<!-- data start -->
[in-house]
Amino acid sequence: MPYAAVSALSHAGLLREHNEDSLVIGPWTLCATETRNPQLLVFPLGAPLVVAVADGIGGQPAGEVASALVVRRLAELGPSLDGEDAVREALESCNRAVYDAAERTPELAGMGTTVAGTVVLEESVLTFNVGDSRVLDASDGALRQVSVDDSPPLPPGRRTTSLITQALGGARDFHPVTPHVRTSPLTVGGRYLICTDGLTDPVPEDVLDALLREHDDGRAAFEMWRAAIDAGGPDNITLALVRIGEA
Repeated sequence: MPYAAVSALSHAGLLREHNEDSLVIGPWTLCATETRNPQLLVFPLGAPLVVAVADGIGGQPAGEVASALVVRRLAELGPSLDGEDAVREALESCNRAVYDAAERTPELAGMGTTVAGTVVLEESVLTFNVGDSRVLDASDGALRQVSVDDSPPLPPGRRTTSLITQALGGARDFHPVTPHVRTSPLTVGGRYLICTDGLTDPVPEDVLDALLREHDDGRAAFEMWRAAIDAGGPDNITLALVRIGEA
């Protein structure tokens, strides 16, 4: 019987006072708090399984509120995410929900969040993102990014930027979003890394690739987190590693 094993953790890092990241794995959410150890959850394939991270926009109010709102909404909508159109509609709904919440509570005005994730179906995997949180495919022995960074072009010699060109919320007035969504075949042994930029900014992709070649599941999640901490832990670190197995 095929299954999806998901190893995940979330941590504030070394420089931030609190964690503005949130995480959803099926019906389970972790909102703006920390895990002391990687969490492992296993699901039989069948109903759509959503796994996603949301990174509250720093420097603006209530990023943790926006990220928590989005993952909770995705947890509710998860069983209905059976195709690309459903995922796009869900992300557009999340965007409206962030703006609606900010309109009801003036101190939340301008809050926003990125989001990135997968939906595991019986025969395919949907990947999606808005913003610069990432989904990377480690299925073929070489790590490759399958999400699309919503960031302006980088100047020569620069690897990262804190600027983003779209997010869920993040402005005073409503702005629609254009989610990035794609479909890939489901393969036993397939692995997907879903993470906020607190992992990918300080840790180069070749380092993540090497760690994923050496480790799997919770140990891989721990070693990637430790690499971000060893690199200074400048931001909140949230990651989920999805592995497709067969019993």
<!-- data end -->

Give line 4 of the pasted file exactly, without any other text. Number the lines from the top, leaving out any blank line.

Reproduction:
């Protein structure tokens, strides 16, 4: 019987006072708090399984509120995410929900969040993102990014930027979003890394690739987190590693 094993953790890092990241794995959410150890959850394939991270926009109010709102909404909508159109509609709904919440509570005005994730179906995997949180495919022995960074072009010699060109919320007035969504075949042994930029900014992709070649599941999640901490832990670190197995 095929299954999806998901190893995940979330941590504030070394420089931030609190964690503005949130995480959803099926019906389970972790909102703006920390895990002391990687969490492992296993699901039989069948109903759509959503796994996603949301990174509250720093420097603006209530990023943790926006990220928590989005993952909770995705947890509710998860069983209905059976195709690309459903995922796009869900992300557009999340965007409206962030703006609606900010309109009801003036101190939340301008809050926003990125989001990135997968939906595991019986025969395919949907990947999606808005913003610069990432989904990377480690299925073929070489790590490759399958999400699309919503960031302006980088100047020569620069690897990262804190600027983003779209997010869920993040402005005073409503702005629609254009989610990035794609479909890939489901393969036993397939692995997907879903993470906020607190992992990918300080840790180069070749380092993540090497760690994923050496480790799997919770140990891989721990070693990637430790690499971000060893690199200074400048931001909140949230990651989920999805592995497709067969019993």